Yeah, that line was pretty awesome. Like I said earlier, I really enjoyed all the parts where it was from Luke's POV, the rest of it was just meh. The reason I liked ROTS novelization so much was how Stover wrote Obi-Wan; he just came across as a complete bad-ass without even meaning too. Basically Obi-Wan put all his faith into the Force, he never fought it, and it never let him down by it; I just loved reading about him so much. I wanted more of this insight into how Luke interacts with the Force in LSATSOM.
  17. instantdeath Force Ghost

    Member Since:
    Jul 22, 2010
    star 5
    Definitely agreed, though I also think that Stover handled Han Solo very well. I may say that it's my favorite depiction of Han Solo even, or at least right up there with the Daley trilogy.

    And of course, he gets 1000 free points for mentioning Gallandro.
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  18. DuracellEnergizer Jedi Grand Master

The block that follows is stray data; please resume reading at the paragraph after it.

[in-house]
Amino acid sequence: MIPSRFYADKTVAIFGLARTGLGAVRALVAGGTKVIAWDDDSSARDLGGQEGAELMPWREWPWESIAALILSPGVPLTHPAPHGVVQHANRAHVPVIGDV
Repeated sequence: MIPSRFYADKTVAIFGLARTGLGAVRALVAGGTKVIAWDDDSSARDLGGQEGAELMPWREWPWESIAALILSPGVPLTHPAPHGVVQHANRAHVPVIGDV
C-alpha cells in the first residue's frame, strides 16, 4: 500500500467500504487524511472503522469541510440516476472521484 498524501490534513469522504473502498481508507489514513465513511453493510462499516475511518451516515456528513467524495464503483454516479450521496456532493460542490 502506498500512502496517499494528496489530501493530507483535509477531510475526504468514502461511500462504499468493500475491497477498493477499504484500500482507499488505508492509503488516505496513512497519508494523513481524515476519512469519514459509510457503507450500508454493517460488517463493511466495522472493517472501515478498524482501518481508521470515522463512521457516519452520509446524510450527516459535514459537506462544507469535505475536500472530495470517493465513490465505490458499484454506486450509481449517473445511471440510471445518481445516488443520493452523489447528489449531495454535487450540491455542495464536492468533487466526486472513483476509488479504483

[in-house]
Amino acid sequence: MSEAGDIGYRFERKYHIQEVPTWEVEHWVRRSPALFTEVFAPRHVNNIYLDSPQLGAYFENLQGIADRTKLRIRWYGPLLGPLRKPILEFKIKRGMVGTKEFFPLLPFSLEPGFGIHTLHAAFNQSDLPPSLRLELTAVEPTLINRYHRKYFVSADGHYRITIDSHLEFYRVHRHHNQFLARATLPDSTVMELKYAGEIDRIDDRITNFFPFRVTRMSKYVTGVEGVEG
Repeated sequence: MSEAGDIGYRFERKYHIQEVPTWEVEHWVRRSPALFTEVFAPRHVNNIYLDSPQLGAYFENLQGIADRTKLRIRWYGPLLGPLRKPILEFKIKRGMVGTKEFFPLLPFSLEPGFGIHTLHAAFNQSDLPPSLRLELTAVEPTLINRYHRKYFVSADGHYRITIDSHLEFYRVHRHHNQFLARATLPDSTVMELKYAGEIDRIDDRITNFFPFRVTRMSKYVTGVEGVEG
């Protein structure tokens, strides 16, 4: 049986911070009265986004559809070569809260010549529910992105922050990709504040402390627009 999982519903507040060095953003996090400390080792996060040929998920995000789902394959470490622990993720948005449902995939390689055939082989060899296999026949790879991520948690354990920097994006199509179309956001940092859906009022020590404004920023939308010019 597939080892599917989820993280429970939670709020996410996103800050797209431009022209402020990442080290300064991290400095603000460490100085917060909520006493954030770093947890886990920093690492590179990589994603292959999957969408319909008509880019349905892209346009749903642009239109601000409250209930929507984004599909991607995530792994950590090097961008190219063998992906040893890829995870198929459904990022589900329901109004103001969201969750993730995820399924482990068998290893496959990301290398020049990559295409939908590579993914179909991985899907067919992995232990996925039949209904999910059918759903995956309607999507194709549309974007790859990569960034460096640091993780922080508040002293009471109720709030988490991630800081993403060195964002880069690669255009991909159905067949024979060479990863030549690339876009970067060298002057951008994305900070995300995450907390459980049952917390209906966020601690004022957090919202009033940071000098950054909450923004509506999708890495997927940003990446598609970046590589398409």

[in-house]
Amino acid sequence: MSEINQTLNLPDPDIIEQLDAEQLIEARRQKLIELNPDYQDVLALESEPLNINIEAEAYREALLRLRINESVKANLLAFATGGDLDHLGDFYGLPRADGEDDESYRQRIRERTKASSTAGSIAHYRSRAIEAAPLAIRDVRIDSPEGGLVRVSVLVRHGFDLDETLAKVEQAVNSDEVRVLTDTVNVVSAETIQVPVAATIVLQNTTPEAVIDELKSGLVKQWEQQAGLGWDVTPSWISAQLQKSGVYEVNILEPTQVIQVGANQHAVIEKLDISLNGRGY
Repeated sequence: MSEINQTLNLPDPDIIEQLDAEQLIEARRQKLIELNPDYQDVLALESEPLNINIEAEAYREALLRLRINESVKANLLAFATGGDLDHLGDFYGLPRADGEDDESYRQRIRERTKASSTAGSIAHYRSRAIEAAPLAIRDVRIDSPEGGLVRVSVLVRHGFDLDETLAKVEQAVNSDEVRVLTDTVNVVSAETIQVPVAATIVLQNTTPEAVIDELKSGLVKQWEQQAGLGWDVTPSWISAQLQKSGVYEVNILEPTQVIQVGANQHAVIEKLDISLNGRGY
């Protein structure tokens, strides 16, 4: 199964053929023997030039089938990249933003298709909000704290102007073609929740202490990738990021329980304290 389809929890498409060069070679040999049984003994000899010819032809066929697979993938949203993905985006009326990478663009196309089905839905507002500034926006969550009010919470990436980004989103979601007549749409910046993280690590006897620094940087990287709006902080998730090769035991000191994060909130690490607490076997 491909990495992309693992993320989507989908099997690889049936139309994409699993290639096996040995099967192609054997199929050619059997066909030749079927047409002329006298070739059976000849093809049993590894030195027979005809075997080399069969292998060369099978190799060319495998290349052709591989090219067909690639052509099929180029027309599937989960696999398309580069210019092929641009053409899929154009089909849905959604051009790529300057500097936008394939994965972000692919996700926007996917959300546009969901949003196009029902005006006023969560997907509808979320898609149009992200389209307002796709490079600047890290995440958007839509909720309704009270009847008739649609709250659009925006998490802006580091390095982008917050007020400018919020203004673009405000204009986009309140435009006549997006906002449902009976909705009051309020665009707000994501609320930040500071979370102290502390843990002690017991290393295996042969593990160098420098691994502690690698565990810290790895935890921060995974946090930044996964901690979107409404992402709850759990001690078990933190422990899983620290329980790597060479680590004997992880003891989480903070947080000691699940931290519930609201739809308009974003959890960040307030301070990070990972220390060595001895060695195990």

Member Since:
    Apr 23, 2009
    star 3
    I started reading it, didn't like it, and ended up skipping all the non-Luke/Shadowspawn related parts. Had it been written as a comic book miniseries, prior to May 19, 1999, it probably would have turned out a lot better, IMHO.
  19. desh Jedi Youngling

    Member Since:
    Sep 5, 2012
    Yeah, the Han Solo stuff was good, and the R2-D2 POVs were entertaining as well. It sounds like one of the big selling points of this book is all the references that are made, and unfortunately I didn't get most of them, e.g., I don't know who Gallandro is.
  20. jSarek VIP